Synopsis: A virtuoso James Stewart plays a small-town Michigan lawyer who takes on a difficult case: the defense of a young army lieutenant (Ben Gazzara) accused of murdering a local tavern owner who he believes raped his wife (Lee Remick). This gripping envelope-pusher, the most popular film by Hollywood provocateur Otto Preminger, was groundbreaking for the frankness of its discussion of sex—but more than anything else, it is a striking depiction of the power of words. Featuring an outstanding supporting cast—with a young George C. Scott as a fiery prosecutor and the legendary attorney Joseph N. Welch as the judge—and an influential score by Duke Ellington, Anatomy of a Murder is an American movie landmark, nominated for seven Oscars, including best picture.
Main Features: The new Criterion Collection edition of "Anatomy of A Murder" is my grand introduction to two things: Criterion and the work of Otto Preminger. Having been aware of his film "The Man With the Golden Arm," I was intrigued by the synopsis of "Anatomy of a Murder" and it's cast, led by Stewart. I was very much not let down. "Anatomy of a Murder" plays out like the greatest "Law & Order" episode, one filled with many complex pieces and rising tension and suspense, multiplied by ten. The curious and frank nature of the story filled with intense dialogue peppered with light wit keeps the 161 minute running time brisk and engaging. I've read that original issues of the film in the home entertainment market were in full screen presentation. I am pleased to be able to experience this film for the first time in a fantastic 1:85:1 aspect ratio widescreen format. What strikes me is the black-and-white presentation, vivid and real, complimenting the guilty/not guilty realism of our justice system that the film documents greatly. The performances, led by Stewart, Scott and Gazzara, the latter who died last month before this fine release was available. The score, composed by jazz legend Duke Ellington, infuses itself within the threads of the film's plot, latching onto scenes, words and characters like no other composition could. And one can not ignore the true grit honesty of critical, specific details of rape and murder that "Anatomy of a Murder" tackles, so shocking these were in 1959 that the film was officially banned in the city of Chicago. Nowadays, we hear worse on network television. But with this risque dialogue, for it's time, is coupled by an innate sense of superior quality. Too bad the film was part of long history of works nominated for multiple Academy Awards, walking away grasping little-to-nothing: "Anatomy of a Murder" was trampled on by the "Ben-Hur" roller-coaster. That notwithstanding, "Anatomy of a Murder" is still a recognized film among filmmakers, audiences and members of the law community as an astounding achievement.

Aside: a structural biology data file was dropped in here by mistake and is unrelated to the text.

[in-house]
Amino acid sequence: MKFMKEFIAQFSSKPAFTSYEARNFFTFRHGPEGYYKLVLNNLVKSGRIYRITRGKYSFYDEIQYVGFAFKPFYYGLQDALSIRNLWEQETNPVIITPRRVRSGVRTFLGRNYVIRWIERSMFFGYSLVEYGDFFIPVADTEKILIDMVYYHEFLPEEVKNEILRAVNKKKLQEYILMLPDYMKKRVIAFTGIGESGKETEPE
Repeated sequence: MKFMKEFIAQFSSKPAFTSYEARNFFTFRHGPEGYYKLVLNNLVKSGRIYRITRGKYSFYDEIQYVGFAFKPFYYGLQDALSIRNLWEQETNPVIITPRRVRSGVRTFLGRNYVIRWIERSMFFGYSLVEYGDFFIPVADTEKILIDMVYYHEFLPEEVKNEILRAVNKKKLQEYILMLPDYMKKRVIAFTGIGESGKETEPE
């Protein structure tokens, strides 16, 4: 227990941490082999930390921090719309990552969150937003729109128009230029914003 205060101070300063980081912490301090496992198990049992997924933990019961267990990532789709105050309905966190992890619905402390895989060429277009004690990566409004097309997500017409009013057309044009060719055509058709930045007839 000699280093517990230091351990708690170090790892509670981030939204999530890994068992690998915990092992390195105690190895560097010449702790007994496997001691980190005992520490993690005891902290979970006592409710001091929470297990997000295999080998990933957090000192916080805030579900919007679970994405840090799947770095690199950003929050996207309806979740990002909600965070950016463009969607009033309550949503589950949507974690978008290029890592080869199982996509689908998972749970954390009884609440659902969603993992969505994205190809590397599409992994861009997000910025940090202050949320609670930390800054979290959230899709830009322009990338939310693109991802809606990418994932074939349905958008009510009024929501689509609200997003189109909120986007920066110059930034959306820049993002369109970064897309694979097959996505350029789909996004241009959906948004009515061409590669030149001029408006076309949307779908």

Menus: The key part of Saul Bass' classic poster--the broken pieces of a human body outline--are front and center with menu selections around the body's pieces as Ellington's lovely music plays over.
Bonus Features: As with previous Criterion Collection releases (obviously that I've read about and not experienced until now), "Anatomy of a Murder" has a great batch of special features on the second disc. A half-hour interview with Preminger biographer Foster Hirsch is thorough and informative. A set of excerpts from a 1967 episode of the TV show "Firing Line" in which Preminger defends his staunch stance against censorship show's the filmmaker's passion for free speech in all forms of media. Follow that up with a look at Ellington's memorable score and the relationship of Bass and Preminger, and you have one fully-formed set, compliments of Criterion.
Final Call: "Anatomy of a Murder" has been given a fantastic treatment by the folks at Criterion, adjudicating a polished DVD set worthy of first-time or reminiscent viewings.